Kanga Bush Camp review
We loved Kanga. Our hosts Gilly & Richard were great fun and looked after us very well. Unfortunately, the camp is surrounded by very dense vegetation so it was difficult to see much game, however, the waterhole at Kanga was a very relaxing place to sit and we watched elephant, impala, bushbuck, baboons, banded mongoose and many birds. At night, we had visits from four leopard at the same time, lion, wild dogs, hyena and a porcupine. On one day, a couple of us didn't bother going for a local drive so sat overlooking the waterhole with books and a cold beer. Beautiful.
Fisher, our wonderful guide, took us to the Zambezi at Mana Pools a couple of days for a change of location and the chance to see more game out in the open. We had a few lovely walks to get up close to waterbuck, elephants and a fish eagle. He was heavily armed in case of trouble, but kept us very safe and at no time did we feel threatened.
Kanga had the most beautiful bathrooms in the whole of Zimbabwe. Completely uncovered, a great shower and handbasin with a view to die for!
Kwality Kanga Kamp
Richard and Gilly were exceptional hosts. As our guide Fisher was excellent and all the staff were very efficient and friendly. The whole atmosphere within Kanga is what one would hope for in a luxury tented camp. The siting, with it's waterhole, was a delight and we appreciated the opportunity for nightime viewing with the infra red searchlight.
However, Claire, as you well know the animals within the small concession were very skittish as the camp is adjacent to a hunting area. We saw hardly any game whilst on game drives within the concession. Consequently we did two full days at Mana Pools. There we had an exciting viewing of hippo and some gentle safari walks to view waterbuck, elephant eating water hyacinth and a flock of carmine bee eaters.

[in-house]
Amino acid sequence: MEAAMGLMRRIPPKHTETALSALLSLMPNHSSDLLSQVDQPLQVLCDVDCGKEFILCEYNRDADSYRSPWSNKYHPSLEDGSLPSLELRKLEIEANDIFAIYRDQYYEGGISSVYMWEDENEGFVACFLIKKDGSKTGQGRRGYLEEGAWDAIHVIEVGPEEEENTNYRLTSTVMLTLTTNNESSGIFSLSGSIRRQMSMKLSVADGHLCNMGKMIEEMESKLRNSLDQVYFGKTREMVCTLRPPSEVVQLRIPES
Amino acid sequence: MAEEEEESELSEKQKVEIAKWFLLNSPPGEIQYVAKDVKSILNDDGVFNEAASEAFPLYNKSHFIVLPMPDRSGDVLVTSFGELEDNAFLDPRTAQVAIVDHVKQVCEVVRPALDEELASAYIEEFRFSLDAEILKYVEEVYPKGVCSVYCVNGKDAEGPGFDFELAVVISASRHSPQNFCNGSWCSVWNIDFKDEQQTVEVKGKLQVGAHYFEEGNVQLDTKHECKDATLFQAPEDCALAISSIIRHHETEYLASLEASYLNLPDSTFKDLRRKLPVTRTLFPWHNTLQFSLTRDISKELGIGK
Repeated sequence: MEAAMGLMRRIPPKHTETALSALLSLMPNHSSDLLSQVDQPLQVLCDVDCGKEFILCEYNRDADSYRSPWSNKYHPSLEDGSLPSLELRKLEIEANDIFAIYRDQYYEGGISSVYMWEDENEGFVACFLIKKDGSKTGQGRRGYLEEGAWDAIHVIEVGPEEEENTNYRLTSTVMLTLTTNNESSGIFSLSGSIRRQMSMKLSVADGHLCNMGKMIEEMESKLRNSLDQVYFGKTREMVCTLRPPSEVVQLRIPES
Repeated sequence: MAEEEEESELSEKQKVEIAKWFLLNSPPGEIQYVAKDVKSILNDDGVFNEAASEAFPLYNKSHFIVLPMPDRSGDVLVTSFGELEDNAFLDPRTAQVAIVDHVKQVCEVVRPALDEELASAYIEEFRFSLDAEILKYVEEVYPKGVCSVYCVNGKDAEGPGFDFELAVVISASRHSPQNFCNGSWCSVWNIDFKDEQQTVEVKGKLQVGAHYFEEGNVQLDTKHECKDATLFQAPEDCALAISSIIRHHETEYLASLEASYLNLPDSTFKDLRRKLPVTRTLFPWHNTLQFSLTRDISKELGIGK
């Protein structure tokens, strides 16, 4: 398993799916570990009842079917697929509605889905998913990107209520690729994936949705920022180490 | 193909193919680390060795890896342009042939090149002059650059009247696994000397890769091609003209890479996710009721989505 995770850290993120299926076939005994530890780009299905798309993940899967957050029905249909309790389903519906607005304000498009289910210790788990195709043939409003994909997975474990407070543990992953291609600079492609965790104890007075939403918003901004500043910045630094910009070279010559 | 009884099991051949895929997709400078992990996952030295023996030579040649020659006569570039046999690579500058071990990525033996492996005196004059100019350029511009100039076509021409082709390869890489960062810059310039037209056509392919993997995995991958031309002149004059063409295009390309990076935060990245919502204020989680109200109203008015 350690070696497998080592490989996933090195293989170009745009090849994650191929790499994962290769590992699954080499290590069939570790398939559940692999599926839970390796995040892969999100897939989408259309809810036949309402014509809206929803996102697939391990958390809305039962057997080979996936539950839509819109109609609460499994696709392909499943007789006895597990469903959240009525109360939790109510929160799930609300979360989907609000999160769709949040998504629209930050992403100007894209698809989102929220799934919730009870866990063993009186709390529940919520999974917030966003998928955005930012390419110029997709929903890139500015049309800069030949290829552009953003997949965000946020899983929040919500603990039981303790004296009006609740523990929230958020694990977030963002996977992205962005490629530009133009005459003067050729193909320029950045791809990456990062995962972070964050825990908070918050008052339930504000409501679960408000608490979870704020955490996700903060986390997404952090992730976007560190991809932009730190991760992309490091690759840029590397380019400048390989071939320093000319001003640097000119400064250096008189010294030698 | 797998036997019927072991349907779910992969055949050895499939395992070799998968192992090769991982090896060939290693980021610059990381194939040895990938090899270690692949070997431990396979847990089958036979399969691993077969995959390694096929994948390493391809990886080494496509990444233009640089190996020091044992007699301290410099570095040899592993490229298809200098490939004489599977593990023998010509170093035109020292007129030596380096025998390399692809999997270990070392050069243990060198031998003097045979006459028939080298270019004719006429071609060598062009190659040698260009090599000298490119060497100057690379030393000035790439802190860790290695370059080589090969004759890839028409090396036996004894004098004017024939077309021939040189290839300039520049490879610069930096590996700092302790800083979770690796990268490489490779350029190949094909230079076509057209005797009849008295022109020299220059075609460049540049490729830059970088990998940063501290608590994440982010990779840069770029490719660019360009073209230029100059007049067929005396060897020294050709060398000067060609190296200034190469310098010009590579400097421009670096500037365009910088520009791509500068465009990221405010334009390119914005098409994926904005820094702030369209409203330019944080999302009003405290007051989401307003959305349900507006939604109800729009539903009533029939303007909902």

We realise from past experience that game viewing on safari can be hit and miss but we really felt that Kanga was more miss than hit. Kanga is a camp to stay a maximum of three nights. A great camp in the wrong place.
In our responses to the three places we stayed we are unsure what is meant by Activities and Facilities, thus the no comment.
Expert Africa comments
This is really interesting feedback.
Mana Pools National Park borders onto several hunting areas, all of which have buffer zones of no hunting around their borders. So we don’t think that Kanga’s game is significantly affected by this.
Investigating the game sightings on this trip more closely, these travellers were unlucky to miss a male lion drinking at the water in front of camp as they showered in the evening. Their first full day was spent on a full-day trip to the game-rich Mana riverfront area (including the exciting hippo fight!).
They all spent their second day in the camp’s area. The game drives didn’t produce any great sightings, but there were elephant in camp, followed by four leopards (a female and her three sub-adults) coming down to the pan in front of camp to drink.
Later, at about 22.30, there was a lot of noise as a pack of wild dog killed an impala. Apparently some guests saw this – but it was pretty dark. We understand that the dogs were first chased off the kill by elephant, then they returned, and eventually a hyena stole the leftovers.
The third day was again spent on an all-day drive to the riverfront, whilst lionesses appeared at the camp’s waterhole as they were finishing dining.
Their final day was spent in the Kanga area – and whilst the game drives were largely unproductive, several guests at camp saw a young leopard and the group of elephants which visiting the waterhole near the deck.